Monday, September 18, 2017

Take a 4½-hour tour of the Stanford area with The Gray Line

Here's a ticket stub (technically a "Souvenir Ticket and Identification Check") from, I'm guessing, the early 1960s for The Gray Line's 4½-hour bus tour of Stanford University and "suburban fine residences" in that area. The ticket measures 2¾ inches wide.

This had been pasted into one of the family scrapbooks. My guess is that it's my great-grandmother, Greta, who took the tour.

The Gray Line had both its depot and main office on Fourth Street in San Francisco, California. The office number was YUkon 6-4000.

The Gray Line has been around since 1910, according to its website, which now has a much broader and international focus. The history page states: "Gray Line is the largest provider of sightseeing tours on the planet. For more than 100 years, Gray Line has been at the center of creating and operating the best traveler experiences in the world’s most sought after sightseeing destinations. With thousands of tours and experiences in more than 700 locations, spanning six continents, Gray Line is also the largest direct supplier of destination services to online travel sellers, wholesalers and travel agents."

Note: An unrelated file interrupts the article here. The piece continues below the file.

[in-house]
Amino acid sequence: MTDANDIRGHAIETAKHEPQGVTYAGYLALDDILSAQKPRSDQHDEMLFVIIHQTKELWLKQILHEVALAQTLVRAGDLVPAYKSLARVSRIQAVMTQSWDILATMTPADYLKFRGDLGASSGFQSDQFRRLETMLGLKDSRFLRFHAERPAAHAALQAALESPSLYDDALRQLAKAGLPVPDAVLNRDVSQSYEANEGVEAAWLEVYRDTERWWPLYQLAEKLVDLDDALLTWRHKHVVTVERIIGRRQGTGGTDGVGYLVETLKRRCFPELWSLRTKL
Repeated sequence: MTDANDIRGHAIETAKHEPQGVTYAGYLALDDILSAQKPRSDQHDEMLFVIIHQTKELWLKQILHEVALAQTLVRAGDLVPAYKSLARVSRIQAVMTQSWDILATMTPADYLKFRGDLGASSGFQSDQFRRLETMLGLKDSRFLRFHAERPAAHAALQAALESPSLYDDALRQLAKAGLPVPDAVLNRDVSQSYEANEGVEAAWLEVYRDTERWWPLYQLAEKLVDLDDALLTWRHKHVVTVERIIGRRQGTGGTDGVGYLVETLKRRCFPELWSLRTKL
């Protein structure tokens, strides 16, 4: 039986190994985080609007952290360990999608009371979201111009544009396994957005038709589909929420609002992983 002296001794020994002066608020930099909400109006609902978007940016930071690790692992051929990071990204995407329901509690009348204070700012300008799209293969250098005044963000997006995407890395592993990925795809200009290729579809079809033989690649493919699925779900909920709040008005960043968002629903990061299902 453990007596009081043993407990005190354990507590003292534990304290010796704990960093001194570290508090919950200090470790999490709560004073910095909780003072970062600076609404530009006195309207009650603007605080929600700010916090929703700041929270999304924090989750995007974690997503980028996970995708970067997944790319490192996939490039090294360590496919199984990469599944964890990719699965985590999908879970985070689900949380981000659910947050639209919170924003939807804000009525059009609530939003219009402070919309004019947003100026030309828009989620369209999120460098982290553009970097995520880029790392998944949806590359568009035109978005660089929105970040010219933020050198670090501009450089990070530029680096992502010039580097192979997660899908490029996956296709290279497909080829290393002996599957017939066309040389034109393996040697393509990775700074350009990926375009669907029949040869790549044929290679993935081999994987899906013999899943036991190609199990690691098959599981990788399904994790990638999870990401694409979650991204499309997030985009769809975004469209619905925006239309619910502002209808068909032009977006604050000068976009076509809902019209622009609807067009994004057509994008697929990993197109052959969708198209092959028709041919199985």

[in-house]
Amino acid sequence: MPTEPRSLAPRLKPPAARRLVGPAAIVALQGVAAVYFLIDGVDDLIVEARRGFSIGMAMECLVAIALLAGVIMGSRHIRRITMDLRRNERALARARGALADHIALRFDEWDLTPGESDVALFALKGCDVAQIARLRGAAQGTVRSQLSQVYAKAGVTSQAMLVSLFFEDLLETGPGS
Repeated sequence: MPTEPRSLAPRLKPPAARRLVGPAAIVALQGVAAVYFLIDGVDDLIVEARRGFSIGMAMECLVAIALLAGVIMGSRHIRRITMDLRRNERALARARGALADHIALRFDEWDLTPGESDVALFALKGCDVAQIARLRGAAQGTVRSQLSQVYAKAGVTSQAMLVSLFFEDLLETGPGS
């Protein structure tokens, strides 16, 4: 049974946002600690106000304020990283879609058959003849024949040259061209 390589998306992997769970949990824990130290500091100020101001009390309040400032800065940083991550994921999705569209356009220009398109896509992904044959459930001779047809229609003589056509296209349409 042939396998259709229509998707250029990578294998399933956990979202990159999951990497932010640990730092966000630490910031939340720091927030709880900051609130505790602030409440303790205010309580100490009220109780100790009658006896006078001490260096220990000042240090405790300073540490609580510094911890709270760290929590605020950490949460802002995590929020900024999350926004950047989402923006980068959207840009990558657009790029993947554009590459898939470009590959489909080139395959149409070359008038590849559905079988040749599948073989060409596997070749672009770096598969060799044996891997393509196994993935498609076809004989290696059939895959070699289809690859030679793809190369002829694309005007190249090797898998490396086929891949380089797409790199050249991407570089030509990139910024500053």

A 2008 post on The Infomercantile1 features a 1953 Gray Line bus tour map of the San Francisco area. Available tours then included the Golden Gate Bride, the Muir Woods (very popular and included in several different tours), Berkeley, the Yosemite Valley, Stanford University and "Chinatown After Dark."

In April 1967, Gray Line offered a "Hippie Tour" bus in the Haight-Ashbury neighborhood. The San Francisco Chronicle assigned a photographer to sit inside the bus during that first tour of exotic, long-haired Americans, and a May 2015 article by Peter Hartlaub headlined "'Hippie Tour' photos give striking window into Summer of Love" takes a look back at that assignment and those photos.

I can say, pretty safely, that my great-grandmother never took The Hippie Tour.

1. The long-lived website's slogan is: "Supplying Information, Our World's Greatest Commodity."

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